Welcome back from summer vacation! In case you weren’t looking, the S&P 500 climbed 17.4% from its June 17 bottom through August 16, returning 17.7% with dividends. The recent market rise did not garner nearly as much media attention as its fall from January 3 to June 16, because the S&P 500 is still well below its January 3 peak.
While mid-summer looked promising, the uncertainty in the stock market and in the broader U.S. economy continues. This summer’s slowing inflation numbers made investors hopeful that the Federal Reserve would slow down future rate increases and potentially “pivot” to cutting rates in 2023, which lifted markets. However, Federal Reserve Chairman Jerome Powell’s August 26 speech reaffirmed the central bank’s commitment to raising rates into 2023.
In his speech, Powell said that inflation slowing over a one-month period from June to July “falls far short” of what the Fed “will need to see before we are confident inflation is moving down” to its 2% target. The Fed is clear that it needs more evidence before it slows or possibly pivots its rate hikes, but the stock market’s positive response to the first trace of inflation slowing is a hopeful sign of what is to come when the Fed’s work makes a more convincing difference. (See: Wall Street and Main Street: What is the Connection?)
And, in the meantime, we will once again remind our readers that market behavior over the past 8+ months is a normal and inevitable part of the bumpy road to the market’s long-term average. Going back to 1926, the U.S. stock market has rewarded long-term investors with an annualized return of about 10%, with returns in one year going as high as 54% and as low as 43% (on the extremes). And over that same time period, returns have been positive 71 times and negative 25 times.
So, please keep your seatbelts on as we continue down this bumpy road, guiding you (our goal-focused, financial plan-driven, long-term investors) through a retirement expected to last decades.
Fall Financial Refresh
And, just like the financial markets go through cycles, each year Charter Oak’s advisors notice a palpable sense of renewal among our clients in early September, right after Labor Day. Kids and grandkids go back to school and our lives return to routines that were set aside over the summer months. If you find yourself feeling similarly and want to check in on your family’s finances, we’ve broken it into seven simple steps below.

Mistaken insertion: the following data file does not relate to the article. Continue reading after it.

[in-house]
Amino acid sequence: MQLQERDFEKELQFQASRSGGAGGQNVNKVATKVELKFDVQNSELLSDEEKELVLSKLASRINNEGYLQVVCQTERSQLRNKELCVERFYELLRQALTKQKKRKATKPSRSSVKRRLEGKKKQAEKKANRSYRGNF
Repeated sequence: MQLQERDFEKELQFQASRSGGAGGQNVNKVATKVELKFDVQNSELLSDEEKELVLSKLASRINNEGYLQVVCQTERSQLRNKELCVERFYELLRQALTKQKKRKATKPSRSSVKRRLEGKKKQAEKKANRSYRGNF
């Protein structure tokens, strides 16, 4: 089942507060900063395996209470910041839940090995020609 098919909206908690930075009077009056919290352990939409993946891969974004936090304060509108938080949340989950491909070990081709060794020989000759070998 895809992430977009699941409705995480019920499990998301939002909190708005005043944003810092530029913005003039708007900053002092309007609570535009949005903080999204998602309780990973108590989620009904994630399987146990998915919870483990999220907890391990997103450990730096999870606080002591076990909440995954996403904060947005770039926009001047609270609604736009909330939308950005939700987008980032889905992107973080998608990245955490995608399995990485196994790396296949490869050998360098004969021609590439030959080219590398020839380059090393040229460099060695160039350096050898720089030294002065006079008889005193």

Step 1: Analyze Your Budget
Take a big picture look at your monthly and annual cash flow (your income minus expenses) to make sure your income outpaces your spending. Many credit cards and banks offer categorical spending breakdowns to help review your cash flow over the past six to 12 months, we also recommend tools such as Mint and Simplifi.
Step 2: Evaluate Coverage and Providers
While reviewing cash flow, evaluate your current providers and coverage options. This includes monthly subscriptions, internet, cable and wireless service providers in addition to your insurance coverage options. Review your autopayments to see what you are paying for, and whether you still need or want it.
Step 3: Prepare for 2022 Taxes
If you scramble to pull your paperwork together every March and April, try a different approach by getting organized early. Consider engaging your tax professional to create a mock tax return to help you understand withholding options and tax-saving opportunities before year-end (and before your tax professional is deep into tax season).
Step 4: Tackle Your Debt
While most people have some amount of good debt on their plate (mortgages, car payments, etc.), it’s the bad debt (credit card debt, student loans, etc.) that is best to focus on managing and eliminating. Consider creating a debt summary to track your total debt to make sure the amount is gradually decreasing.
Step 5: Review Your Retirement Savings
Whether retirement is decades down the line or within the upcoming year, reviewing your retirement savings on an annual basis is a great habit. Take the time to assess whether you can increase your contributions by a little or a lot (especially while the stock market is down).
Step 6: Revisit Short and Long-Term Goals
A lot can change in a year: marriage, death, divorce, birth of a child, a major career change. Even small adjustments like a job promotion or sending a child to college have a significant impact on your financial status. That’s why it’s important to regularly review your long-term goals and progress towards them, while also revisiting and evaluating your shorter-term goals.
Step 7: Revisit Your Estate Plan
Leaving your family with an outdated (or no) will, trust or powers of attorney can lead to major issues down the line. As you assess your estate plan, make sure you’re accounting for newly acquired assets (houses, cars, pets, etc.), checking that your beneficiaries are up-to-date, and your designees remain willing and able to step in if needed.
We hope the above is a helpful checklist to refocus on your finances this September. The advisors at Charter Oak continued to be grateful and humbled by the pleasure of serving our many clients. We wish you the best as summer winds down and the autumn leaves begin to fly.